You read this magazine because you are one of the hundreds of thousands of Australians who love adventure. Adventure of any sort – camping, multistage adventure racing, rock climbing, mountain biking, skiing, hiking – you name it. Aussies are known for this adventurous streak worldwide.
So … what would you do if on one of these amazing adventures something happened and it left you paralysed? How would you recover? How would it affect your life?
Would you continue being adventurous?
The questions above suddenly became reality for one young mountain biker one Sunday morning.
As usual, November 30th 2008 saw a couple of mates out mountain biking in the Daisy Hills area of Brisbane. They hit the trails every couple of weeks. An adrenalin addiction they had to feed.
Andrew Liddawi had moved to Brisbane from Perth to start his new career only a couple of months earlier. New trails, new friends, new adventures.
But a combination of speed, loose gravel, tree roots, a steep incline and a sharp turn had him reaching for his brakes. And with the back wheel locked and moving out from underneath him, Andrew was launched into the air. The inevitable impact left him on the ground in a foetal position.
Andrew remembers: “I kept telling myself, ‘get up, get up…..get up.’ It didn’t take long to realise something was wrong. I couldn’t feel anything below my waist.”
Doctors confirmed Andrew’s worst fears – he was paralysed from the waist down.
A long journey of rehabilitation was about to commence and all the things that we take for granted in our lives – friendships, family, moving around our house, driving – were about to change. Andrew made the move back to Perth to be with family.
Rewind to Andrew’s youth and it is clear that sport had not been an optional extra in his life. “As young kids you can’t avoid sports. Cricket, basketball and AFL were big on my childhood agenda, along with wall-ball, riding other peoples push bikes and climbing trees.”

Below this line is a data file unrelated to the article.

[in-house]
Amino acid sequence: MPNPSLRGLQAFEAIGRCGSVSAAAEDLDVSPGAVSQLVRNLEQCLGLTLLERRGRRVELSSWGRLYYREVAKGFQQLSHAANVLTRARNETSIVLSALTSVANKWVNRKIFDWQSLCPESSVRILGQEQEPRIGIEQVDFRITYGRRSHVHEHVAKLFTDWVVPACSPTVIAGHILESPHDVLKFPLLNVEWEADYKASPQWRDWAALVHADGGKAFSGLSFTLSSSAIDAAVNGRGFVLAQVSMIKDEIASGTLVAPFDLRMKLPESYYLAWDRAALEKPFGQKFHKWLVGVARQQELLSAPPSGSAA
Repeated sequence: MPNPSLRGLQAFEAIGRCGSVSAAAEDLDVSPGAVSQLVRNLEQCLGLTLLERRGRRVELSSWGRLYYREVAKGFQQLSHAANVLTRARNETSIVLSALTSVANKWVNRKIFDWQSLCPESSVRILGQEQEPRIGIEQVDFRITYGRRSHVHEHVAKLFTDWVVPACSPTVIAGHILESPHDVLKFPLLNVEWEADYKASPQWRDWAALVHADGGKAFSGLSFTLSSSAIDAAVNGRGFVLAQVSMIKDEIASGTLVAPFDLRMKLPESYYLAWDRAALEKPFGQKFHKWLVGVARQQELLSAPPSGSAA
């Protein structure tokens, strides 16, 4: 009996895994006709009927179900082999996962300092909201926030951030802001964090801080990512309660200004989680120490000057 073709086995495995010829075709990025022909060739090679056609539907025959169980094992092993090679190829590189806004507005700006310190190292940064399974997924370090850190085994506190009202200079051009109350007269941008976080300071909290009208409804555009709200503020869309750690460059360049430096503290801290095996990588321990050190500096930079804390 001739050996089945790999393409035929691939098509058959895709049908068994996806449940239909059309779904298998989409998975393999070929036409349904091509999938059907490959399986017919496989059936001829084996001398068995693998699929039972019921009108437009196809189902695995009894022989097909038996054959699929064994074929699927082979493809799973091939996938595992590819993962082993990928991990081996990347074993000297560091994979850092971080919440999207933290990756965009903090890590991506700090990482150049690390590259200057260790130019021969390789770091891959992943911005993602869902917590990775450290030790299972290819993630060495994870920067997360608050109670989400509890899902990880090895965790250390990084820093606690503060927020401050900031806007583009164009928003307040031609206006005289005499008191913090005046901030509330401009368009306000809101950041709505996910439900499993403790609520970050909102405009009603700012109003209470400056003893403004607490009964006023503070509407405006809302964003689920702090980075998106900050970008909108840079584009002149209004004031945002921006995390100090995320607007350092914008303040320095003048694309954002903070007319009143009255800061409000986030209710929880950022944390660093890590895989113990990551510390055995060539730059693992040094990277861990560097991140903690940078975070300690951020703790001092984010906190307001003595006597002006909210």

But it wasn’t until he reached university that he started to take his sporting pursuits more seriously, with a building interest in indoor soccer, the gym and Taekwondo.
“I trained for almost three years and competed in a local inter-club tournament. I got my arse so badly kicked that I wanted more!”
It didn’t end there – Andrew’s involvement with the University engineering club meant involvement in an assortment of different interfaculty sports.
At that time, mountain biking was simply a form of transport – commuting to and from university with the occasional blat on a trail in the suburbs that had been dug out by kids. The increased interest in MTB came when he moved to Brisbane in mid-2008 to take up a graduate program position with GHD, his new employer. Andrew’s competitive nature coming through: “I wanted to get into some MTB races, but never started because of my injury only a few months later.”
After the accident it would have been almost natural or expected for Andrew to turn his back on sport and adventure. Instead he grabbed the bull by the horns and made it his goal to return to what he loved, including MTB.
Almost unbelievably, Andrew returned to sport just eight months after his accident.
“I was still emotionally and physically damaged from my injury so I had to take it easy,” he said. But with encouragement from Wheelchair Sports WA, he started by venturing into social wheelchair basketball. It wasn’t long until the cycling bug bit and he tried both handcycling and wheelchair racing, but neither really worked for him.
After spending time playing basketball socially, Andrew was invited to join the Be Active Perth Wheelcats, WA’s state wheelchair basketball team. Persistence paid off and just three seasons later Andrew was training with the Mens Australian Wheelchair Basketball team, the Rollers. Andrew’s enthusiasm for the sport is evident: “It’s madness, pure madness. And I love it!”
Despite all of his successes, his need to get back to the trails was as strong as ever. With yet more support and encouragement from WCSWA, Andrew started fundraising for an off-road handcycle.
The handcycle finally arrived in mid-2013 and his next objective commenced – to be the first paraplegic in Australia to complete in a stage of renowned MTB stage race the Cape to Cape.